Every baseball game is unique. It’s like a snowflake in that way. Red Sox games in 2020 are also like snowflakes in the sense that when one starts falling from the sky I get really made because I know there are more coming, and it’s probably going to ruin the next few hours of my life. (I don’t like snow, you see.) Anyway, the Red Sox got blown out again. They are playing at a pace that would see a run differential of -284 over a full season. That mark was only “beaten” by the Tigers last year. This time around it was Martín Pérez having a terrible third and then the bullpen making it a laugher later while the offense was utterly shut down again, this time by Max Scherzer. You see what I mean. It was different, but also the same.
The Red Sox had Martín Pérez on the mound for this one, and that was a big deal for a couple of reasons. For one thing, they want to win the game, so they needed a good start to complete that goal. More long-term, though, Pérez had been pitching well coming into this one and with the Red Sox as clear sellers at this deadline continuing that into this outing meant he could be a potential flip over the next few days. And, things started out down that path and Pérez getting through each of the first two innings perfectly with little trouble presented at all.
The tide would very quickly change in the third, though. It started with Josh Harrison at the plate, and he got ahead 3-1 and looked to have drawn ball four, but was called back to the plate on an erroneous strike call. It still worked out fine for him, though, as he smacked a leadoff single. After a fielder’s choice, Victor Robles put a pair in scoring position for Trea Turner with a double, and the shortstop pounded one into the ground. He pounded it so hard, though, that it chopped right up and over Rafael Devers’s glove for a two-run double. I should mention that the infield was in on this play, a move I hate making that early in the game but one that they presumably decided on because Max Scherzer was pitching for the Nats. If Devers had been playing at his normal depth, that’s almost certianly an out and the runner may even stay at third.
Regardless, that is not what happened and so there were still no outs for Pérez and now Juan Soto was coming up with a runner in scoring position. Pérez fell behind 3-0, and scared Soto might have the green light he threw a changeup. It didn’t matter. The pitch was up in the zone and Soto drove it out into the Nationals bullpen, and just like that it was a 4-0 game. Howie Kendrick then followed that up with a solo shot of his own to make it back-to-back dingers and a 5-0 game.
On the other side, as I said, the Red Sox were going up against Scherzer, and he was firing in this one. After going down in order in the first, however, Boston did get their first two on in the second. After a fly out put runners on the corners, Kevin Pillar tried to check his swing. I suppose he did, but he also made contact and hit a soft line drive back to Scherzer, who then easily doubled up Mitch Moreland at first. Just an extremely 2020 Red Sox play.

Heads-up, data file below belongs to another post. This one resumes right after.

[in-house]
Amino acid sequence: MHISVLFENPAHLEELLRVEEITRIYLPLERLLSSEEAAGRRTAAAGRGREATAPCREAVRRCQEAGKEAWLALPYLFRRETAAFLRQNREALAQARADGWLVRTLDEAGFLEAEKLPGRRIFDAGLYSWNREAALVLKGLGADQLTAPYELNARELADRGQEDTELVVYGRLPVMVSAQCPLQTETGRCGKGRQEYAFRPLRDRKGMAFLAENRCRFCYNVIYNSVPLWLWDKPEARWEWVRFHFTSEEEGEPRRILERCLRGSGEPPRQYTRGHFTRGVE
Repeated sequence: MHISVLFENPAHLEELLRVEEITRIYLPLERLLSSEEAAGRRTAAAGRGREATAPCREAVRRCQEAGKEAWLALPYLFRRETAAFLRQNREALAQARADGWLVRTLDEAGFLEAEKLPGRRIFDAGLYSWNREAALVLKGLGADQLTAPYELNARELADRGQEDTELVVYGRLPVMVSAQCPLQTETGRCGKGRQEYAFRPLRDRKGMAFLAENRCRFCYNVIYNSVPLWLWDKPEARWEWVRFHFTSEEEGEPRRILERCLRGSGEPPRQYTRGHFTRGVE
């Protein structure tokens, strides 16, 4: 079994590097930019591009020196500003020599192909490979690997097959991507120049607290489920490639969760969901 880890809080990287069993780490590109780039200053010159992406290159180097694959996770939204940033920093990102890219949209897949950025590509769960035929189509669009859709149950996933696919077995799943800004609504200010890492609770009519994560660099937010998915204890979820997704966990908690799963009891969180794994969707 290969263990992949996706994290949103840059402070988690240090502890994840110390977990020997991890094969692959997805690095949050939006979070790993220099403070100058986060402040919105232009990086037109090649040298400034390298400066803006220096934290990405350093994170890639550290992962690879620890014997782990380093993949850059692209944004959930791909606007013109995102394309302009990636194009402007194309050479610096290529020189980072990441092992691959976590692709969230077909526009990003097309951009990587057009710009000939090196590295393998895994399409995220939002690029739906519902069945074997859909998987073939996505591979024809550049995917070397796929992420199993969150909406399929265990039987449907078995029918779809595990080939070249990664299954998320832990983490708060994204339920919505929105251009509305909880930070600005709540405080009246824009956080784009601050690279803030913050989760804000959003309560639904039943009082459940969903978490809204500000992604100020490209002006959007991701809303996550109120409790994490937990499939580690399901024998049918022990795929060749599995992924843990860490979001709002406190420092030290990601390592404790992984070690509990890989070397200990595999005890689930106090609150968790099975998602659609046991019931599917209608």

Of course, the Pérez implosion quickly followed that, but the Red Sox did answer back a little bit in the bottom of the third. Alex Verdugo kept the inning alive with Rafael Devers coming to the plate. The third baseman smacked a double out to right-center field, bringing Verdugo home and making it a 5-1 game. It was also the 100th career double for Devers, putting him in some impressive company in this franchise’s history.
Pérez then came back out in the fourth, and after a couple quick outs he gave up back-to-back singles. Suddenly, there were runners on the corners and Soto was coming back to the plate. Pérez was kept in for the lefty-lefty matchup, but it turned out it didn’t matter. Trea Turner took off from first base on a steal attempt, but by stopping short and causing a rundown, Victor Robles had time to get in and make it a 6-1 game. Turner did end up making the out and ending the inning, but that was seemingly the back-breaker.
Scherzer just continued to roll after being handed the lead, racking up strikeout after strikeout. After picking up five in the first three innings, the future Hall of Famer struck out three more in the fourth, one more in the fifth, and two more in the sixth, all while not allowing a run. For all my math heads out there, that gave him a total of 11 over six one-run innings.
On the other side, Robert Stock came in after Pérez. He was good in his first inning of work with a three-batter inning thanks in part to a double play, but in the sixth he allowed a run on a pair of singles and a walk. Jeffrey Springs came on after that, and he tossed a scoreless seventh. He was not so good in the eighth, though, giving up a two-run shot to Harrison to make it a 9-1 game and then another run after that. Josh Taylor got the ninth and tossed a scoreless inning.
The Red Sox, of course, had their token mild outburst at the plate in the bottom of the ninth with the game already out of hand, getting four singles and a walk en route to another run. That would end it, with the Nats taking this one 10-2.
The Red Sox will look to bounce back on Saturday with Chris Mazza on the mound going up against old friend Anibal Sánchez. First pitch is set for 7:30 PM ET.